I snapped a few pictures as we chatted, and as he worked.
Then my 4:15 arrived. I walked them through the garden. Shared my favourite spots to shoot family portraits there. And asked what they thought. As I began shooting, my new sculptor friend walked over and asked for my name (he’d already written his down for me, and it never occurred to me to share mine with him). I gave him my card. And I have to admit, I hope he looks me up. I wouldn’t mind having another chance to talk – without concerns of being pulled away.
Meet Hans Holtkamp, a fascinating man – not used to being the subject of someone else’s art:
I intended today to write about Spencer Harrison, the artist in residence for both Camp fYrefly retreats. But I find myself at a loss for where to begin. As soon as I met Spencer I felt a connection with him, and we spent quite a bit of time together during Edmonton’s Camp fYrefly. I attended each of his three workshops, we shared many meals and conversations, sometimes all it took was a glance and a grin in passing… but I always found a reliable, comforting, spirit that in many ways mimicked my own (or perhaps it was my spirit who mimicked his).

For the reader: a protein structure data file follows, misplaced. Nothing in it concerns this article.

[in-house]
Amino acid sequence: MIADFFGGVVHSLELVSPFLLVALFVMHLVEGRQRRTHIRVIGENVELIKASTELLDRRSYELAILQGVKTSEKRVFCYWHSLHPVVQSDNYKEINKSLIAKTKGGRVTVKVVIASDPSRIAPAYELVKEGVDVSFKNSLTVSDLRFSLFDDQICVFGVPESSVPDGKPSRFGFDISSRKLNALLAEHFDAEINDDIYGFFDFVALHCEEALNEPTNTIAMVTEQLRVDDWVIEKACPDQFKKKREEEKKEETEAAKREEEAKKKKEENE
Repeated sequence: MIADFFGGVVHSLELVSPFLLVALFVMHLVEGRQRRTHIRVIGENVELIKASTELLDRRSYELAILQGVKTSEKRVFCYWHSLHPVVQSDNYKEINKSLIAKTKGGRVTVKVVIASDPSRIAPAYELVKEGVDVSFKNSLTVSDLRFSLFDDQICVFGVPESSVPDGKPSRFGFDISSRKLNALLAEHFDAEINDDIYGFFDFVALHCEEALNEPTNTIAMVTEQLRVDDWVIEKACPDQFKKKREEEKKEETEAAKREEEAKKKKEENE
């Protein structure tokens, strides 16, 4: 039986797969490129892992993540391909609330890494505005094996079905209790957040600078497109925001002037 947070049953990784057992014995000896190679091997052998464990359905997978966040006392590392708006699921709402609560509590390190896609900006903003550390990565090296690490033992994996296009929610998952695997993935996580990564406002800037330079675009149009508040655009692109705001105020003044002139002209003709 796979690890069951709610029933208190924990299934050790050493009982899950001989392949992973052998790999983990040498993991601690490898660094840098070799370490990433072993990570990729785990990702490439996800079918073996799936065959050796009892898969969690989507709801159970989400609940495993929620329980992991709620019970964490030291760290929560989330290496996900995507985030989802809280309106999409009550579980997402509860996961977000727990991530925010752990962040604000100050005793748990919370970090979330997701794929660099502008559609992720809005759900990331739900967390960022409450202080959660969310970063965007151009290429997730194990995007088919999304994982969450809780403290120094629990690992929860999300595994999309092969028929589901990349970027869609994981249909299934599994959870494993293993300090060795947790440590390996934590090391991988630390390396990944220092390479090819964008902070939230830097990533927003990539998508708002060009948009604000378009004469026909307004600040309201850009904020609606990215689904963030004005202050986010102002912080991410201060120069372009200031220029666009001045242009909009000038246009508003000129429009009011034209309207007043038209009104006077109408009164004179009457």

Spencer is close to defending his PhD dissertation, the culmination of a lifetime of work. And his dissertation is as unique and splendid as he is. A circus tent, painted inside and out, a coming out story of freak show proportions. A literal freak show, painted and detailed on every panel… the exterior dedicated to the visible and well known people of the traveling circus shows we all know, and the interior to the inner freak show that was a young boy growing and coming out in Ontario, the boy who spent seven hours stuffed in a locker while everyone else left at the end of the school day.
Open, warm, and willing to share, Spencer is encouraging and giving. Saying good bye at the end of Camp fYrefly Alberta was easy, knowing I would again be in his presence at Camp fYrefly Saskatchewan. I have to admit, it will be a far more difficult thing on the 21st when we’ll have to say goodbye for a much longer time.
I truly feel blessed to know Spencer Harrison, in a way I haven’t felt blessed to know someone in a very long while. The memories I have of him are ones that I will treasure, and carry with me for a lifetime. He gave me some pretty incredible gifts.
Want to know a little more about our Artist in Residence? Check him out at:
If I build up the courage, I might just share an art piece done up under his watchful eye during the last of his sessions. IF I build up the courage. 😉
We are all of us, pieces of beautiful broken glass. Sharp, dangerous, glistening, yet not quite whole. It is only when we are melted down by an artist, all the pieces together, hot and molten, that we become whole. A whole, full of potential, able to become anything. Yet… once the artist is finished… we are once again so easily broken. But even broken, we are lovely in our imperfection.